Francois Hollande, the Austere Socialist
As François Hollande hits the 100-day mark, what is the verdict on the man at the top of French politics? In terms of style, his trademarks emerged quickly enough. Hollande has renewed the Gaullist interpretation of the presidency: in accordance with the letter of the constitution, he sees his role as an above-the-party arbiter who lets the prime minister, Jean-Marc Ayrault, govern. Unlike Nicolas Sarkozy, Hollande neither polarises public opinion, nor does he arouse strong feelings. He is generally described as “decent” and “modest”; adjectives that were never associated with Sarkozy.
Three months on, however, the novelty of this change is beginning to wear off. Over the course of the last week, commentators in the media have called on Hollande to start being more specific about his policies and priorities. Some journalists have even begun to mock his quiet tone: the expression présidence pépère (“cushy presidency”) has been used in several broadsheets.
So where is France really headed? In line with Hollande’s Agenda for Change, released on 4 April, the new Socialist majority in parliament passed a rash of bills before the recess on 2 August. Most were intended to generate an extra €7.2bn to meet the 2012 deficit targets. The highest-profile reversal of previous government policy was the decision to resume taxing overtime pay and putting an end to state subsidies to fund that exemption. “Work more to earn more” was the flagship measure of Sarkozy’s 2007 campaign. It aimed to boost the economy by deregulating the labour market. In fact, this reform did nothing to stimulate employee income but cost the state more than €25bn in tax relief.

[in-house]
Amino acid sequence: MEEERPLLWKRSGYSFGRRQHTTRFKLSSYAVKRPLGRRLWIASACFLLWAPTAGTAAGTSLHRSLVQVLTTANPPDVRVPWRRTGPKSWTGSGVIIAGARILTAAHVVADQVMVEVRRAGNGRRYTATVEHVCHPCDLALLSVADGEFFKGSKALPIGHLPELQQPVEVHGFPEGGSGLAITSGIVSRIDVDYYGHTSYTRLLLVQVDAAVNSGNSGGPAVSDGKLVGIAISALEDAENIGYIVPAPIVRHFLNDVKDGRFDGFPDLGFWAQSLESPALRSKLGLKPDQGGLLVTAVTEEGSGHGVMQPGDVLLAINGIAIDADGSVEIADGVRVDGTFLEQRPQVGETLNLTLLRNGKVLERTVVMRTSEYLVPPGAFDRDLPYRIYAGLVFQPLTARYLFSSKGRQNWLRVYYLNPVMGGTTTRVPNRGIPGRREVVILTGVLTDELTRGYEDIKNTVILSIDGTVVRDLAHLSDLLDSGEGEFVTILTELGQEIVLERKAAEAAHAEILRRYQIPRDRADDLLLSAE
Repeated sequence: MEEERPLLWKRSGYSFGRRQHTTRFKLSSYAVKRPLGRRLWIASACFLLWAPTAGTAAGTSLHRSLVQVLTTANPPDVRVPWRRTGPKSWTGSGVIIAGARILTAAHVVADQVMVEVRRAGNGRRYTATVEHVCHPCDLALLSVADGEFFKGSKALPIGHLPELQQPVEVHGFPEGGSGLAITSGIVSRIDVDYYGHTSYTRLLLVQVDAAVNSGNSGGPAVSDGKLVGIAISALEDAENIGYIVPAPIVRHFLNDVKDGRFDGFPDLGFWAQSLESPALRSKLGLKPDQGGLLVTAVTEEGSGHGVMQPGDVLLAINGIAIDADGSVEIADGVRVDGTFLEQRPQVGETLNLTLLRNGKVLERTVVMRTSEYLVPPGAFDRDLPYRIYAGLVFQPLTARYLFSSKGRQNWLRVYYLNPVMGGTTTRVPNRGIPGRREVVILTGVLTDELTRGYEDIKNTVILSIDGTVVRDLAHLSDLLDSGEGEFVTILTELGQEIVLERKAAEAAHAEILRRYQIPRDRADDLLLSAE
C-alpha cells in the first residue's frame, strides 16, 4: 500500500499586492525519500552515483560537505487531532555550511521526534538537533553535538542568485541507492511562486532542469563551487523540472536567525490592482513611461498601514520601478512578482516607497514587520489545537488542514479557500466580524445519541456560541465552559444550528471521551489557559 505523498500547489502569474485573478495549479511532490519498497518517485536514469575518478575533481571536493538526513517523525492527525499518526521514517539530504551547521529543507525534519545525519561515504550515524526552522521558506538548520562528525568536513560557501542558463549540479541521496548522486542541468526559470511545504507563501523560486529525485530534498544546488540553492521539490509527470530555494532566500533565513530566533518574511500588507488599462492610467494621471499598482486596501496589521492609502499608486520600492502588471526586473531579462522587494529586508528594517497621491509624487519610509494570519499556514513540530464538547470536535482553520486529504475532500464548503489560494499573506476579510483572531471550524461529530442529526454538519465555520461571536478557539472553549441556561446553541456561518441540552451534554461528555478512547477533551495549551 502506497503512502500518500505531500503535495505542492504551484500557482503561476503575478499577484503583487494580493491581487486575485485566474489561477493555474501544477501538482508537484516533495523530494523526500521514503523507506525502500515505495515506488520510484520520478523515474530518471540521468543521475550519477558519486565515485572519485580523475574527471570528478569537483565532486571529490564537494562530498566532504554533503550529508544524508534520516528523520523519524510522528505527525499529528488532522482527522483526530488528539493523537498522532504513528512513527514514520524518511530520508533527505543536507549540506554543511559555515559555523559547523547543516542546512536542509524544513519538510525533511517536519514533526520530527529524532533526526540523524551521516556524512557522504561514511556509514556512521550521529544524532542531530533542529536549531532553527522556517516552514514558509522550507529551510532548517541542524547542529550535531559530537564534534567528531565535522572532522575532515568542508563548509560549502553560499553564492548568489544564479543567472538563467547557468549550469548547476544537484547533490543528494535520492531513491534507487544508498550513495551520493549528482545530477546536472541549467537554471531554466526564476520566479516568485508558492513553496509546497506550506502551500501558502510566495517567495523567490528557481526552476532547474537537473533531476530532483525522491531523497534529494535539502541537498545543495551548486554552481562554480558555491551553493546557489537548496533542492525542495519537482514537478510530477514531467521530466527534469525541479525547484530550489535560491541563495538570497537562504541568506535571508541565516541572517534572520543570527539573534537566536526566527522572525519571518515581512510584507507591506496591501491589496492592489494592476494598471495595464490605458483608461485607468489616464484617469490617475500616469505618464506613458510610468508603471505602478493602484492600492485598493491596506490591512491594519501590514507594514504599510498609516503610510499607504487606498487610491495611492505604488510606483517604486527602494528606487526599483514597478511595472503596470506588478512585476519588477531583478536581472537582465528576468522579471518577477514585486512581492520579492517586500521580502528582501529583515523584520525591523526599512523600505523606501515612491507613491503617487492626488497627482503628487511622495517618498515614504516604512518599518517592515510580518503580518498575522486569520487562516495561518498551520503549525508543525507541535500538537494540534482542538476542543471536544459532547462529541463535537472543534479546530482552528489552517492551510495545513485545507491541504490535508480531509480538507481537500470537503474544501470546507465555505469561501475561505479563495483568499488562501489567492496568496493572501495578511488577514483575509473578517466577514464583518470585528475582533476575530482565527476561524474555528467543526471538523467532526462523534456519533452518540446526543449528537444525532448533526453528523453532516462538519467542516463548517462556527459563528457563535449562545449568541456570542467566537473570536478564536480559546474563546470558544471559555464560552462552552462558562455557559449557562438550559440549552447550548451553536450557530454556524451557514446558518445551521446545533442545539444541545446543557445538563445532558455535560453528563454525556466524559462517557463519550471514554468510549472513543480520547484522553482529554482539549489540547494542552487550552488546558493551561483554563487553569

Another law reinstated salary-based charges that employers pay – the previous government had shifted those costs to the general public in the form of a tax increase. The infamous Tepa law, passed in August 2007 – which lowered taxes on assets of wealthier people – was also revised. Jérôme Cahuzac, the Socialist minister for the budget, declared that this “exceptional contribution is a big effort being demanded of those who can afford to make it”. It sounded like an uneasy plea to the rich, rather than a confident decision. This half-hearted approach augurs badly for the intentions of the government when it comes to addressing the widening gap between the rich and the rest of the population.
Furthermore, a 75% tax rate on those earning more than €1m, and a new 45% rate on those earning over €150,000 has been delayed until the autumn. At the same time, the minimum wage was increased by a token 2%. This felt like a slap in the face for the trade unions and low-income voters.
But what about the much-heralded “Tobin tax”, introduced on 1 August? It’s worth clarifying that this is a tax on only 0.2% of the value of financial transactions. Another tax aimed at high-frequency trading was also implemented. The so-called frequency tax is 0.01% on the amount of stock orders modified or cancelled that exceeds 80% of all orders transmitted in a month. In short, it’s more of a “non-transaction” tax.